Important dates in Bills history presented by M&T bank helps fans understand what's important. In the NFL, strong offensive line play is important. In the mid-1970s, the Buffalo Bills offense was anchored by perhaps the most dynamic line in team history, the Electric Company.
The Electric Company consisted of Pro Bowl left tackle Dan Foley, All-Pro left guard Reggie McKenzie, center Mike Montler, Hall of Fame right guard Joe DeLamielleure, and right tackle Donnie Green. Those five linemen anchored the unit that allowed running back OJ "Juice" Simpson to establish numerous NFL all-time records and earn many statistical titles.
The offensive line was given its nickname on December 7, 1973 by Bud Thalman, the Bills Vice President for Public Relations. Thalman gave them the nickname "because they turn on the Juice."
The Electric Company burst onto the scene in that 1973 season when it paved the way for a Bills rushing offense that led the NFL in total yards, yards per carry, and rushing touchdowns. That year was also the rookie year for DeLamielleure, who quickly became the "Company's" key technician. He won All-Rookie honors for the '73 season.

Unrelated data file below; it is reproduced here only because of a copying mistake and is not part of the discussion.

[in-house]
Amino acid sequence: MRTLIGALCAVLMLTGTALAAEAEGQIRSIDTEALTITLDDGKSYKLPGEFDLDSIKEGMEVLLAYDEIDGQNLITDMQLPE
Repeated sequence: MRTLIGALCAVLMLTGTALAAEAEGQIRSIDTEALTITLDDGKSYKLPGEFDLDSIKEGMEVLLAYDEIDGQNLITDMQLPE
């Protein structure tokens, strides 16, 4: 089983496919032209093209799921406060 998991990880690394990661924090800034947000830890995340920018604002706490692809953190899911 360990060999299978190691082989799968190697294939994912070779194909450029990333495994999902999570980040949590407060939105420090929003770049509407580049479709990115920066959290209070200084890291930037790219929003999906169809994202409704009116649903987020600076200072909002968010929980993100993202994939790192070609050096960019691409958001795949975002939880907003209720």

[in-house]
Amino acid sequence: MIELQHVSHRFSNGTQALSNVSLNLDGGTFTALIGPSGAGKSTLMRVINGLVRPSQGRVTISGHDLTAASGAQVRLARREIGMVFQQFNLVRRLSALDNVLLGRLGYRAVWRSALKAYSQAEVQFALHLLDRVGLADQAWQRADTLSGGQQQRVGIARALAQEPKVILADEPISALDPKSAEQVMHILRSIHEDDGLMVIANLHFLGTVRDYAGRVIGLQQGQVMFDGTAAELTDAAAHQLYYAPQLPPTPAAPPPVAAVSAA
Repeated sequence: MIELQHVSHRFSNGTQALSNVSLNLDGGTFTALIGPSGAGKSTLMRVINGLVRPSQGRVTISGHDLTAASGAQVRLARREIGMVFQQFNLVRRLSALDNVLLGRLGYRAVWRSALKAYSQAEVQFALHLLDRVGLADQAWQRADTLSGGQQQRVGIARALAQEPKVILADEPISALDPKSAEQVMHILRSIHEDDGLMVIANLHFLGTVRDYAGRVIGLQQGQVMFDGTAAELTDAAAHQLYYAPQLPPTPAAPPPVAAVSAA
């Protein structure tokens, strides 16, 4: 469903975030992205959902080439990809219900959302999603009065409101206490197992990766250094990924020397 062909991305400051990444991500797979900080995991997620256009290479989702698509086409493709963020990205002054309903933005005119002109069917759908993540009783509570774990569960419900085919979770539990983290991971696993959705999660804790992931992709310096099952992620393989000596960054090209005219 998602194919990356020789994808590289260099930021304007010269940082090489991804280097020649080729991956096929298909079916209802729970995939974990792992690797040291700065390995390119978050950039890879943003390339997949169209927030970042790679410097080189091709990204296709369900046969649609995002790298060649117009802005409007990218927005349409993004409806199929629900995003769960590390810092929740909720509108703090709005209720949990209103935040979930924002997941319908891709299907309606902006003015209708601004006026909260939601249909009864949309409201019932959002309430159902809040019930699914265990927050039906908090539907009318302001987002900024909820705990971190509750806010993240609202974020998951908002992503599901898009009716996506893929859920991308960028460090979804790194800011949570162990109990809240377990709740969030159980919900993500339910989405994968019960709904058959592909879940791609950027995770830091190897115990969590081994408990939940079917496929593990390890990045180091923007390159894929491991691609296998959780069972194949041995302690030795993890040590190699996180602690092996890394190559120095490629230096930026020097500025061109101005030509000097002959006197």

McKenzie also received recognition that year, being named to the All-NFL first team, and Foley earned his only Pro Bowl selection for his performance that season.
Anchored by DeLamielleure, McKenzie, and Foley, the Electric Company sparked Simpson to a then-NFL record 2,003 yards rushing for the season. While six other running backs have since surpassed Simpson's mark, all of them rushed for more than 2,000 yards in a 16-game season. Simpson remains the only player to rush for 2,000 or more yards in just 14 games.
And he couldn't have achieved such a feat without stellar offensive line play in front of him. The particular offensive line played so well, that it earned them a nickname that has lived on for more than four decades, and it was born on December 7, 1973.